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Indianapolis Gets BRAVE

When KSM Consulting’s Jess Carter and BraveCamp’s Chicago co-founder Jen Kamins talked about how to expand Brave Initiatives’ reach, Jess immediately knew KSMC was the perfect initial Hoosier host for this innovative and empowering young women’s leadership and technology camp.

Why? Because KSMC’s values couldn’t have lined up more perfectly with the mission and vision of Brave Initiatives. Their program, BraveCamp, uses technology, coding, and Design Thinking to help young women view themselves as purposeful, powerful agents of change in the world. And as a company that values collaboration and teamwork, the opportunity for KSMC to host Indianapolis’s inaugural camp—in partnership with 20 other Indianapolis organizations—was a perfect fit.

So, the week of July 16-20th, KSMC 111, KSM Consulting’s Office and Innovation Center, was overtaken by 15 high school girls who were immersed in a week-long leadership and technology camp. Throughout the week, they participated in self-exploration, community discussion, empathy development, human-centered design, pitch writing, presentation skills training… and lots of coding.

As the week began, participants were challenged to think about a problem that personally affects them—from food deserts to homelessness to a shortage of enriching after-school activities—and then brainstorm ways to solve that problem through technology. On day two, they researched their topic, interviewed professionals within the community, and began to build a website to communicate their issues and solutions. Mid-week meant coding, coding, and more coding. As the week came to a close, participants prepared to pitch their ideas to family members, friends, teachers, camp sponsors, volunteers, and the general public. Saturday, July 21st was the big presentation, pitch, and party.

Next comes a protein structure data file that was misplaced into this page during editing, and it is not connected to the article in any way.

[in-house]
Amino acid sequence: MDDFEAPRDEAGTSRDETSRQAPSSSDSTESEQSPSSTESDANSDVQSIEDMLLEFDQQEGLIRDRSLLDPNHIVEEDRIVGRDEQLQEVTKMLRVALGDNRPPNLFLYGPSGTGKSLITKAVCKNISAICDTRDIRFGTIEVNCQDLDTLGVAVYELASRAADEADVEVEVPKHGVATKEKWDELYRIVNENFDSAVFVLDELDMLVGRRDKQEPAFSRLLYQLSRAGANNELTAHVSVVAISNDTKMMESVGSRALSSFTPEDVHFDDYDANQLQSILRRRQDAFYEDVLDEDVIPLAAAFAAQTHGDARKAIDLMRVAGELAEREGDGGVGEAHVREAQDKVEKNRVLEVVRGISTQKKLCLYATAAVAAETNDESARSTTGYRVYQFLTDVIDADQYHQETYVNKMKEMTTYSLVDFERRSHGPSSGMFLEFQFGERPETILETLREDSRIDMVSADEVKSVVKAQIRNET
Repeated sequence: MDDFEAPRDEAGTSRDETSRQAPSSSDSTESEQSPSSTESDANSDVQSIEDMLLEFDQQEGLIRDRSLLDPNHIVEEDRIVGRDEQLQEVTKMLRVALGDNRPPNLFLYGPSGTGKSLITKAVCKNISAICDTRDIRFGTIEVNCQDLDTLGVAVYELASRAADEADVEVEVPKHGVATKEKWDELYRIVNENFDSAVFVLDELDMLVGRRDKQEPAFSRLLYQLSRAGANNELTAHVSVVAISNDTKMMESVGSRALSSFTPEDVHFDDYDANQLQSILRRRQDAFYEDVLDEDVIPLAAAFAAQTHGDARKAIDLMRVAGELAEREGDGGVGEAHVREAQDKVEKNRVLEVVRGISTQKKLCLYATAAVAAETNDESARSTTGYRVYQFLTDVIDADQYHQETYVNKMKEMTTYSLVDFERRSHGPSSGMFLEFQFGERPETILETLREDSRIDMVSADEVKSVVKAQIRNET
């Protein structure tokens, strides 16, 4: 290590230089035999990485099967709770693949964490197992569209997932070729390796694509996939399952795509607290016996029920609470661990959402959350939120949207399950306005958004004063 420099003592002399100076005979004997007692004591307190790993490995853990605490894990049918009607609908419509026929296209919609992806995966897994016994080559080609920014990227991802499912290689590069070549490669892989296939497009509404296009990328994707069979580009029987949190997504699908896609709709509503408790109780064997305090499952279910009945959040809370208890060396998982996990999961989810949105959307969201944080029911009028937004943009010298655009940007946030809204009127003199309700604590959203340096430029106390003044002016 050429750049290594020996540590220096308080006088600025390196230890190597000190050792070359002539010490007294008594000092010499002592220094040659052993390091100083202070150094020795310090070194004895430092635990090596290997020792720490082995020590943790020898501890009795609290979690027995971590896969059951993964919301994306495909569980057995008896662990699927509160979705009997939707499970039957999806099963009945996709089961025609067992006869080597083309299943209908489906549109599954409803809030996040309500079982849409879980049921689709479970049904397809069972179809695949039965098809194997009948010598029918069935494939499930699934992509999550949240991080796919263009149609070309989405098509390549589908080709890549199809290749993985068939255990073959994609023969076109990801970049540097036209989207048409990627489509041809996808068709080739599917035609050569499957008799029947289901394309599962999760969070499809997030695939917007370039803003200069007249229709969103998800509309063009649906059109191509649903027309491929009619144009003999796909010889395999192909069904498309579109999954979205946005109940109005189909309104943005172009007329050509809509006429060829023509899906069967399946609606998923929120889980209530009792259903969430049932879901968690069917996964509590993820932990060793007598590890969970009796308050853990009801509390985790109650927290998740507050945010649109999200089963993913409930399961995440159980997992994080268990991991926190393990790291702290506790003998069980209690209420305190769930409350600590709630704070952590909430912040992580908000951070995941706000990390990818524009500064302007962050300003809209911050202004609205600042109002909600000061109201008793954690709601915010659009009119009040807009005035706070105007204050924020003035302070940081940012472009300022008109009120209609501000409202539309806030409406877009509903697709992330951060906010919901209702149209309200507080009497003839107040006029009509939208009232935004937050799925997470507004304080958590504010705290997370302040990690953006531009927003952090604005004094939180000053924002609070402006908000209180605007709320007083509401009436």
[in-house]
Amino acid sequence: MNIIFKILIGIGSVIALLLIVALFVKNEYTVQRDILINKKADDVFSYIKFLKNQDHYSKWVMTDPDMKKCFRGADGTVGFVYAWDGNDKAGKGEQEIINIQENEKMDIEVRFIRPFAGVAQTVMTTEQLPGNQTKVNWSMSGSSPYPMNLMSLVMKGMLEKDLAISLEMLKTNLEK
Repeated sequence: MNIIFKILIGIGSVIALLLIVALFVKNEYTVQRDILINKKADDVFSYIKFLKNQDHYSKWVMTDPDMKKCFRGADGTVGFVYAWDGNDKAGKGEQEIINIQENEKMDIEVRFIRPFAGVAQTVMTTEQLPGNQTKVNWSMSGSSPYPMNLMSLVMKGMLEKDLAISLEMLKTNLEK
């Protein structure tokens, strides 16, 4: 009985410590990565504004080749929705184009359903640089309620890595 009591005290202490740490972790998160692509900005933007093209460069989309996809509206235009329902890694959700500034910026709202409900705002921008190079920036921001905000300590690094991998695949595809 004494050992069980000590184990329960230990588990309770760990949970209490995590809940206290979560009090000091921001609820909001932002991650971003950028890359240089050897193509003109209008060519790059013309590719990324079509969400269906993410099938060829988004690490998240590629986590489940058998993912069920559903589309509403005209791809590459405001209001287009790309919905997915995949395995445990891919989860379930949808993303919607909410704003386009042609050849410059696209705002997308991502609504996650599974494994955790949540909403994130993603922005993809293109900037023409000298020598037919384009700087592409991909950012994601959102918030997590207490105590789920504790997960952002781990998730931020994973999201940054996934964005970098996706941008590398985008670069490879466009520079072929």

During the week, BraveCamp participants experienced two panelist discussions—Women in Government and Women Entrepreneurs and Leaders. Participating panelists included female executives, CEOs, and entrepreneurs from across the city.

The goal?

It’s simple, Jess explains: “It’s about exposure. We want every one of these girls to know they could have a corner office at Google or run their own technology start-up. It’s a matter of saying to them, ‘Look at what’s available. And it’s all available to you.’ There’s so much power in just knowing what exists. It gives these girls a solid, tangible vision of what their future could be.”

Not only does BraveCamp inspire and educate its participants, but participants and graduates help bring awareness and understanding to volunteers as well as future employers.

“At KSMC, we know how important diversity it,” Jess explains. “We know that with different backgrounds, different viewpoints, and different experiences, we can ultimately serve our clients better. And the same is true with BraveCamp participants. We saw the impact they had on our volunteers. Eyes and minds were opened when they interacted with these girls, their ideas, and their drive.”

The success of the program is already being measured with some early longitudinal data. “We spend a significant amount of time measuring outcomes at KSMC because we understand, ultimately, the importance of understanding effectiveness,” says Jess. “Three short years into the program, Brave Initiatives founders are already seeing their graduates attend college, break the cycle of familial poverty, and take growth risks they might otherwise not have taken. This program—these girls—could be a necessary catalyst for social and workforce change.”